A Catholic Community
with an ecumenical vocation

A call for Christian unity

Brothers and sisters of Chemin Neuf Community make a special commitment to Christian unity.

A Call

This call is rooted in the experience of our founder, Father Laurent Fabre, who in 1971 experienced a decisive encounter with God through the Baptism in the Holy Spirit during a time of prayer with Protestant Christians.

In accord with the Decree on Ecumenism of the Second Vatican Council, we desire “under the inspiring grace of the Holy Spirit … to recognize the signs of the times and to take an active and intelligent part in the work of ecumenism.” (#4).

Jesus’ prayer

Jesus was the first to pray for the unity of his disciples. We want to make his prayer our own – “that they may all be one. As you, Father, are in me and I am in you, may they also be in us, so that the world may believe that you have sent me (Jn 17:21).
Today we seek to hear how  the Spirit is guiding the Churches on the path to Christian unity.

Each day we pray for unity:

Lord Jesus, who prayed that we might all be one,
we pray to you for the unity of Christians,
according to your will, according to your means.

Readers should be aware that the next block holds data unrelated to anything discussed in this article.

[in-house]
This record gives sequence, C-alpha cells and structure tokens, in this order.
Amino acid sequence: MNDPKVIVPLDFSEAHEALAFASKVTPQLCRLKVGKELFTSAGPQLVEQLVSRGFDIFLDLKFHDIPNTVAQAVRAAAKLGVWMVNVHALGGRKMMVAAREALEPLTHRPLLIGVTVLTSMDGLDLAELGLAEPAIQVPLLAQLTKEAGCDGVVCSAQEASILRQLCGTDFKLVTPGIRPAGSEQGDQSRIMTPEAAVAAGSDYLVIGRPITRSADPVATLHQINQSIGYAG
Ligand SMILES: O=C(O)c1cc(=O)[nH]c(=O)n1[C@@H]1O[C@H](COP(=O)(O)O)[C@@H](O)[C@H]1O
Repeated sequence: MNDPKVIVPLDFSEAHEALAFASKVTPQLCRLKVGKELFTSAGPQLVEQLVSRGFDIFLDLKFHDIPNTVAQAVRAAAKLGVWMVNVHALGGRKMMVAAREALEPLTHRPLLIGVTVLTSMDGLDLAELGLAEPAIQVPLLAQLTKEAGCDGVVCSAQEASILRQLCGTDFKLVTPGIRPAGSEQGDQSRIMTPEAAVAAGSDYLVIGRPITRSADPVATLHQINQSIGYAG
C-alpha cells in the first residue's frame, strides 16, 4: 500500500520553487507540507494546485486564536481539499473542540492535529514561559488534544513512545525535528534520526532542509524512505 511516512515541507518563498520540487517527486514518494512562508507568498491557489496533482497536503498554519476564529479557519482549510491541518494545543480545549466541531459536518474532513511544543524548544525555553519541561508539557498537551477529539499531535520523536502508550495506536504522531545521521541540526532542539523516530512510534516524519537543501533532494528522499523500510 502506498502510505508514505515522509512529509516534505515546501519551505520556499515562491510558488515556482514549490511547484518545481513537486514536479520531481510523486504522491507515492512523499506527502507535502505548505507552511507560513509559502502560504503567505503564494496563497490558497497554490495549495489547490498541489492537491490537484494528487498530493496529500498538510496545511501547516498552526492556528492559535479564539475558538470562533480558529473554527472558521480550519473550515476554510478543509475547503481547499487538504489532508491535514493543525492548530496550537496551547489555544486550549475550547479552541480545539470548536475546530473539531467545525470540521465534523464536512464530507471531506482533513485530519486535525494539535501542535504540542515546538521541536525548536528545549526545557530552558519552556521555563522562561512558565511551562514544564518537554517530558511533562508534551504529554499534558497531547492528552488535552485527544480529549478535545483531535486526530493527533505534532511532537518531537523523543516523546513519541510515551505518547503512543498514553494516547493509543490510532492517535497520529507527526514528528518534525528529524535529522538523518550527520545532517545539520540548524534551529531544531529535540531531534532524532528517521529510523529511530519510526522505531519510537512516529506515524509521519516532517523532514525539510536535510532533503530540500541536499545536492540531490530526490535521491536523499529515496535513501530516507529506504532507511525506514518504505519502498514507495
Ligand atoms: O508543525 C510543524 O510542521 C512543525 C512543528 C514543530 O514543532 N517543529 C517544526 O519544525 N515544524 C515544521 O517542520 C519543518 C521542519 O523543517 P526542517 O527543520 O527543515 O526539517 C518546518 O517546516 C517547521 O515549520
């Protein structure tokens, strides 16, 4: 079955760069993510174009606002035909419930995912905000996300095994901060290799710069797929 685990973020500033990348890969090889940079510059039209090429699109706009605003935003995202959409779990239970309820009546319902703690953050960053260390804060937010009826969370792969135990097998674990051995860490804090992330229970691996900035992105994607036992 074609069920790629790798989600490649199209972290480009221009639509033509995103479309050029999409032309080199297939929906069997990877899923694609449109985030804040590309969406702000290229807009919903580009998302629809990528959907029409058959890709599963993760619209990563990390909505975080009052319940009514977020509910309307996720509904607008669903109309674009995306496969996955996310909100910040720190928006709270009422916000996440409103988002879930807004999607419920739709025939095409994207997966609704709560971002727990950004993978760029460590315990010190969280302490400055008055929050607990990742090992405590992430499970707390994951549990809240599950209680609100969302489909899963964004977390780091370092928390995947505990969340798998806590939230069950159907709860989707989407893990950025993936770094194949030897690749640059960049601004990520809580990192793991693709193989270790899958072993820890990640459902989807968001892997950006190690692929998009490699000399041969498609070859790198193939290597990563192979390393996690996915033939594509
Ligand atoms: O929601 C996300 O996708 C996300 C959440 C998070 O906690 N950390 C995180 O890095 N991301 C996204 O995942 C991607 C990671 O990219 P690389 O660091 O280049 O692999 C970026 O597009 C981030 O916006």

May your Spirit enable us to experience the suffering caused by division,

to see our sin and to hope beyond all hope. Amen.

Our daily commitment

Our community includes members from different Churches – Catholics, Protestants, Evangelicals, Pentecostals, Orthodox, and Anglicans.  We commit ourselves to share daily life, pray together, and participate in ongoing formation so as to be able to evangelize together and bear witness to the work of the Risen Christ in the world.

Because the division of Christians is the greatest obstacle to evangelization, and because we believe that the prayer of Jesus Christ for unity will be answered – “May all be one so that the world may believe,” together – Orthodox,Protestants, Catholics – without further delay, we  take the humble path of a shared daily life. (Community Manifesto, 1986)

The vision of the “invisible monastery” – a Net for God

We pray for Christian unity in a  special way each Thursday, according to a vision received in 1944 by Paul Couturier, French priest and pioneer of “spiritual ecumenism”:

« If every Thursday evening, the weekly commemoration of Holy Thursday, an increasing multitude of Christians of all denominations formed a sort of huge network enfolding the earth, like a vast invisible monastery into which everyone was to be engrossed in prayer of Christ for unity, wouldn’t that be the dawn of Christian unity breaking over the world? Is it not the deep and fervent attitude of spiritual emulation that the Father is waiting for to realise the visible unity of the body of the Church, to work all the miracles required to gather in His invisible Church all those who love Him and who have been visibly marked by the baptismal seal?”